Full disclosure: I’m short a few shares of amazon.com, the online bookstore. This should be an encouragement to those of you who own it, because stocks almost invariably rise strongly after I short them. Then I short more, and one of two things happens: I’m finally right, and break even, covering too soon on the way down. Or else I’m not right, and wind up with a spectacular tax loss.
Amazon.com is a fantastic company, and I am probably one of its 100 biggest customers. I’ve spent literally thousands of dollars buying books from Amazon.com, and I recognize that, if they play their cards right, I might one day buy CDs and videos and who knows what else from them — batteries, office supplies, groceries. I trust them, they’re reliable, and although — as an author — I owe an enormous debt of gratitude to Barnes and Noble, and lesser debts to Borders and all the rest, I still find myself clicking www.amazon.com when I need something, because they were there first. And I remember my password. And I’ve just gotten used to it.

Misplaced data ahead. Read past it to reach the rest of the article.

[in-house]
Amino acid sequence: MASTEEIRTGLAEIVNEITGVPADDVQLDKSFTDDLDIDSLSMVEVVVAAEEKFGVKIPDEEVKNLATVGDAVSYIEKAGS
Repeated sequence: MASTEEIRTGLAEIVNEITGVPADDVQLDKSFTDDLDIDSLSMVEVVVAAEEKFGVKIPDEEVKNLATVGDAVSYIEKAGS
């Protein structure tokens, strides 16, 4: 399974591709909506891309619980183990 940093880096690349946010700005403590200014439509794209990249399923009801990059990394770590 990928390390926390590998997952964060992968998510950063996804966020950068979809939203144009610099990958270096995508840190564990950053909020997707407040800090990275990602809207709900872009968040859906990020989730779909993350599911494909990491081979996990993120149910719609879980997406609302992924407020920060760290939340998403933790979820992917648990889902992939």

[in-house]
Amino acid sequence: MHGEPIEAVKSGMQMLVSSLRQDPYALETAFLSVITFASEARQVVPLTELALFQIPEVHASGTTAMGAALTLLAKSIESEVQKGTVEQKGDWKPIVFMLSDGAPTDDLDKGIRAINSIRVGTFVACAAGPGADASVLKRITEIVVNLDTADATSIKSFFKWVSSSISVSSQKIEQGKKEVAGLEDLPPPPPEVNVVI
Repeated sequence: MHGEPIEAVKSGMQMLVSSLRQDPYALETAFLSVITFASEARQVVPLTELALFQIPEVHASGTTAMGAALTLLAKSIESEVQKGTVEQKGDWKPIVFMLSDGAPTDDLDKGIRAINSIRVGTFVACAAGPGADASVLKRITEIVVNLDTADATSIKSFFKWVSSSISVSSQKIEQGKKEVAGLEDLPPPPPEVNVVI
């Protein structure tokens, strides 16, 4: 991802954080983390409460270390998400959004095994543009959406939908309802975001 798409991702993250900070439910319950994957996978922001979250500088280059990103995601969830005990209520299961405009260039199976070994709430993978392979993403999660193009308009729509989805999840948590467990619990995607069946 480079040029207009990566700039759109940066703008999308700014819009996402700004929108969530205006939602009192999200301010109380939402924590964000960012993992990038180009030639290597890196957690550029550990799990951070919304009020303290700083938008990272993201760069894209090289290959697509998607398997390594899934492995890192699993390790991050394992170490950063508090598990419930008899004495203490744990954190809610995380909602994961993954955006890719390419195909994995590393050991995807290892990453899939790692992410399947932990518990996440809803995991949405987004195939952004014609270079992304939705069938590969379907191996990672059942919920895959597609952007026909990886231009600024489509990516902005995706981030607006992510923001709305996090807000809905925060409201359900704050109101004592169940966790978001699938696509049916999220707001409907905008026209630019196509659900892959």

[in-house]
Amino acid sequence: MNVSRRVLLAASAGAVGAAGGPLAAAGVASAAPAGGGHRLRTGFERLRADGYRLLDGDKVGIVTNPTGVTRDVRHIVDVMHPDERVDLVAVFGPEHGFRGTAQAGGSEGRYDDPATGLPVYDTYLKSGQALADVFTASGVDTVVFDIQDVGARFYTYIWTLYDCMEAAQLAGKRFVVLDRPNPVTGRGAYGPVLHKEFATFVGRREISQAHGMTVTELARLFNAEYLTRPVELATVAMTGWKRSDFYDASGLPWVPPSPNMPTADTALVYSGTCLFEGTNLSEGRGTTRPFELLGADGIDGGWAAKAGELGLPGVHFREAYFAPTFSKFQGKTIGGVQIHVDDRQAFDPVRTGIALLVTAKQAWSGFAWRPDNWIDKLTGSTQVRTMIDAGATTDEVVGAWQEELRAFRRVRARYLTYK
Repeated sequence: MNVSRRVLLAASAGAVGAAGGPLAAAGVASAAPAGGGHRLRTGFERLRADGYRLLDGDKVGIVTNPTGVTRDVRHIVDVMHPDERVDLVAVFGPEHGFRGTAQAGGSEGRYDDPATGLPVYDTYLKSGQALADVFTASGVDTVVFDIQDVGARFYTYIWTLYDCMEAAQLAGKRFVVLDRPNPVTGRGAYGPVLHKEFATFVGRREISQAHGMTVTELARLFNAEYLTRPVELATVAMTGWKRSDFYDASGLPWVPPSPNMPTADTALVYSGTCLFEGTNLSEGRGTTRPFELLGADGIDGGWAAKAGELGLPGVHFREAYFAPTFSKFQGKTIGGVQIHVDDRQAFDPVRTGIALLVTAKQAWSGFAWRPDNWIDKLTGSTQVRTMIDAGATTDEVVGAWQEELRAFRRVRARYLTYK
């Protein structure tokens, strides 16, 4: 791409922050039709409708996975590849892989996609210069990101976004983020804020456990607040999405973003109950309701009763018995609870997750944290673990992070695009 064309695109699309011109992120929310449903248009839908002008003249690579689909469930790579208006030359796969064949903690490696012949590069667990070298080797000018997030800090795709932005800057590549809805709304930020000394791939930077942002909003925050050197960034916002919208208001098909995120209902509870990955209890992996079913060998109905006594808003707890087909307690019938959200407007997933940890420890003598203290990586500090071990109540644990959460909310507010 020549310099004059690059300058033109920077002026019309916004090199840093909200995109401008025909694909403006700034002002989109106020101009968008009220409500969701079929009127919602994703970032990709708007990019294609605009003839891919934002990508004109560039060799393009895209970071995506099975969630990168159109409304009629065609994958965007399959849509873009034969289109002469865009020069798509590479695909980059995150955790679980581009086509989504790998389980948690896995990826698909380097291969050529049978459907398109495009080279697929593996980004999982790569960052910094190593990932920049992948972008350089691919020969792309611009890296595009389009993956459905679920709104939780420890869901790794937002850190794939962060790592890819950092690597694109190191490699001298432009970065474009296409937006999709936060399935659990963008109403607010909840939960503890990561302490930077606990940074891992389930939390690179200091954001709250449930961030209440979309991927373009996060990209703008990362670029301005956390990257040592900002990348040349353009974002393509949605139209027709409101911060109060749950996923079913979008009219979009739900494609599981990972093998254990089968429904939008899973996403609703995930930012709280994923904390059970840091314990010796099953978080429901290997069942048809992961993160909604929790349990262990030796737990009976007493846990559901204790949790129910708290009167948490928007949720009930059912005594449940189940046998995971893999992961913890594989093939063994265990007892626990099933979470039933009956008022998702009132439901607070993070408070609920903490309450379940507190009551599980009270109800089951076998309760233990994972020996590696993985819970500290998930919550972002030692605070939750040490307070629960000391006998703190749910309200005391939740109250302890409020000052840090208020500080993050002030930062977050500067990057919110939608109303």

But looky-here, Slim: AMZN is divided into around 25 million shares selling for nearly $95 each — $2.3 billion in all last I checked a few days ago. It’s been in business five minutes, has small sales, no profits, and some giant competitors on its trail.
Of course, this could have been said of Compaq a dozen or so years ago, more or less, so there really is the possibility that Amazon.com, even at this $2.3 billion market valuation, will ultimately prove cheap.
But if Amazon.com is worth $2.3 billion, what is Random House worth?
Random House is the largest publisher of English-language trade books in the world. (The term trade books includes everything, basically, except textbooks and technical books.) Among the other book brands in its stable are Ballantine, Crown, Pantheon, Knopf, Fodors, Vintage, the Modern Library and Clarkson Potter. It owns the rights to a tremendous amount of software; namely, books. It’s built relationships with bookstores and authors for nearly 75 years.
And as you may have read, its owner, the Newhouse family, recently agreed to sell Random House to a German publishing powerhouse for $1.4 billion.
So Amazon.com is selling for 65% more than the largest publisher of English-language trade books in the world.
Was Random House losing money? I don’t think so. Was the Newhouse family hurting? You’ve got to be kidding. In other words, this was no desperation sale. One presumes that $1.4 billion was a fairly full price.
Yet there are those on Wall Street — specifically, some owners of AMZN — who think Amazon.com is worth more than Random House. (Other owners don’t think about it either way. They just think it’s a neat company; and they know it’s a neat stock, because it goes up.) They could be right. And Auto-By-Tel could one day be worth more than General Motors.
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